If not, you may want to open your own practice, with or without your spouse.
Of course, if it’s employment you’re seeking, there are plenty of things you can do to help the job search along—whether the search is for you, your spouse or for both of you.
Your potential employer’s physician recruitment department can help.
Shelley Tudor, vice president of research with the Association of Staff Physician Recruiters (ASPR) and an in-house recruiter for a managed-care system, says she’s happy to work with physician couples. “When an organization has multiple positions available, working with two physicians is a welcomed benefit,” she says.
Anderson also says she’s happy to work with couples. “It can be an advantage for us if we have two positions open, so physician couples can be an asset,” she says.
However, Heydt says physicians who want to make a job decision based on whether or not their spouse can also find work is something they’ll want to factor into their negotiations. “We’re a large employer, so we’re likely to find a job for the spouse, but if we don’t have anything available in that specialty, we’ll work with our partners to see if others in the area might have a position open at their facility,” he says.
Still, there are a few things you’ll want to do on your end before showing up for an interview.
First, sit down with your significant other and talk, says Lypson. “Be really honest with each other. Put everything on the table.” Heydt agrees: “As a couple, you each need to decide what your needs are and what you want professionally.”
Blake suggests that the couple brainstorm on their own, listing the areas that are deal-breakers and areas where they may be willing to compromise. “Then get together to discuss them,” she says.
“It’s like looking for a house,” says Simmons. “List your priorities and what you want, ideally. Talk about how much distance would be comfortable if you were to take jobs in different locations. Discuss different scenarios that might come up. Know what your deal-breakers are.”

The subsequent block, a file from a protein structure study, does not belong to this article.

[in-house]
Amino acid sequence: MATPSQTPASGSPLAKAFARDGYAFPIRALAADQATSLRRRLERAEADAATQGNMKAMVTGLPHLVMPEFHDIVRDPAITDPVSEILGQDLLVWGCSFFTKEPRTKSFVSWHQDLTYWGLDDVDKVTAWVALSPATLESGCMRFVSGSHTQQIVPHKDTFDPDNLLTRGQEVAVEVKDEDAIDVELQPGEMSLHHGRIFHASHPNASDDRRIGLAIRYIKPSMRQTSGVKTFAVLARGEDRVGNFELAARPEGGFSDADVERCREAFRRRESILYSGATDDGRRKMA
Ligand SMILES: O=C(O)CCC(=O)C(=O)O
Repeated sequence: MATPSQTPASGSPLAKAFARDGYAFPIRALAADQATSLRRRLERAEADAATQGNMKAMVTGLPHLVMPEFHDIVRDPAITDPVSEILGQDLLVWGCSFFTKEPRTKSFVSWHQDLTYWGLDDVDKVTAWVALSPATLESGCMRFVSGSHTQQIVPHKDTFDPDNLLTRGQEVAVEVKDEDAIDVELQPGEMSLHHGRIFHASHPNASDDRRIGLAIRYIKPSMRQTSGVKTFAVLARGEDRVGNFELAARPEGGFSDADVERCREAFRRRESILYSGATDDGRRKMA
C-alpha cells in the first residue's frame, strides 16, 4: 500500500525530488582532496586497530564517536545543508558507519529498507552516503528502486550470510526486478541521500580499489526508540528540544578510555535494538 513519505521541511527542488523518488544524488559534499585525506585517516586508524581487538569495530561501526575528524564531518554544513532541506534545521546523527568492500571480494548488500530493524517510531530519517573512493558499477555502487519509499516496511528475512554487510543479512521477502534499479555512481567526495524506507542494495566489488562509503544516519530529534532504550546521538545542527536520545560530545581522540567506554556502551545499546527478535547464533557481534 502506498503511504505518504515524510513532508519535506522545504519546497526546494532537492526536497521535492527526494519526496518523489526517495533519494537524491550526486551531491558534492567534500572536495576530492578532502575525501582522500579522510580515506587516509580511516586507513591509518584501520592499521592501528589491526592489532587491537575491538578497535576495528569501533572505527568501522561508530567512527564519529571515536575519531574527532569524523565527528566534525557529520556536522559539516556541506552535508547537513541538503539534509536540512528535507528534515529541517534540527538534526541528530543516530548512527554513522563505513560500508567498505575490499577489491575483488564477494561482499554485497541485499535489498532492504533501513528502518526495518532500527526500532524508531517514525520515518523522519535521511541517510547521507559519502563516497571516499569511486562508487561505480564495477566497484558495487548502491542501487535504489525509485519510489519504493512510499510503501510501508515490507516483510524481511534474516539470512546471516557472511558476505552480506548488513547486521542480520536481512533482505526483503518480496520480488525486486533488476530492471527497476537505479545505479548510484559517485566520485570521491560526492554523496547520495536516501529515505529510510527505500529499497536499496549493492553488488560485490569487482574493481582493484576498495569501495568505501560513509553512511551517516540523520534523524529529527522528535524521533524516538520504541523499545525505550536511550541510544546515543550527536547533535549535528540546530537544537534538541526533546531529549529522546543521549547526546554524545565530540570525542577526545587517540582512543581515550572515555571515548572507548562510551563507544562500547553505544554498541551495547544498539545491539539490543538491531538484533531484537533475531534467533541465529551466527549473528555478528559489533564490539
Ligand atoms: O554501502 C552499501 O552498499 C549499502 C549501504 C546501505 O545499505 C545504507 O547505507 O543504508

Allen and Simmons have been fortunate throughout their careers to find work as a couple. Allen says if an employer didn’t offer them both jobs or find work for his spouse, that would be a deal-breaker. But they were both upfront about that and let potential employers know that was the deal. “You have to know what your values are, what you will and won’t accept,” says Allen. If you and your partner have different priorities, or disagree on deal-breakers, it’s better to discuss that before either of you start reaching out to recruiters—or appear before a potential employer for your first interview.
Once your priorities have been set, deal-breakers discussed and target locations determined, it’s time to start the search. Plan to be honest and open about what you want. And the sooner in the process you state your wants and needs, the better.
“If you’re looking for a job for your spouse, give us that information at the initial phone screening,” says Tudor. Don’t bring it up when you’re ready to commit to a contract.
Overall, however, recruiters are happy to get your call. “I don’t see any disadvantages to physician couples,” says Heydt. And most recruiters will work with you to meet as many of your needs as possible. “We don’t want to give good people a reason to look elsewhere,” says Heydt. Adds Anderson: “Two for one is an advantage for us, and we’re willing to work with both of them. We realize that if one is unhappy, then two are unhappy, and that can lead to two vacancies.” So as long as your expectations are reasonable, you can count on recruiters to do what they can to bring you on board—and keep you.
Karen Edwards is a frequent contributor to PracticeLink Magazine.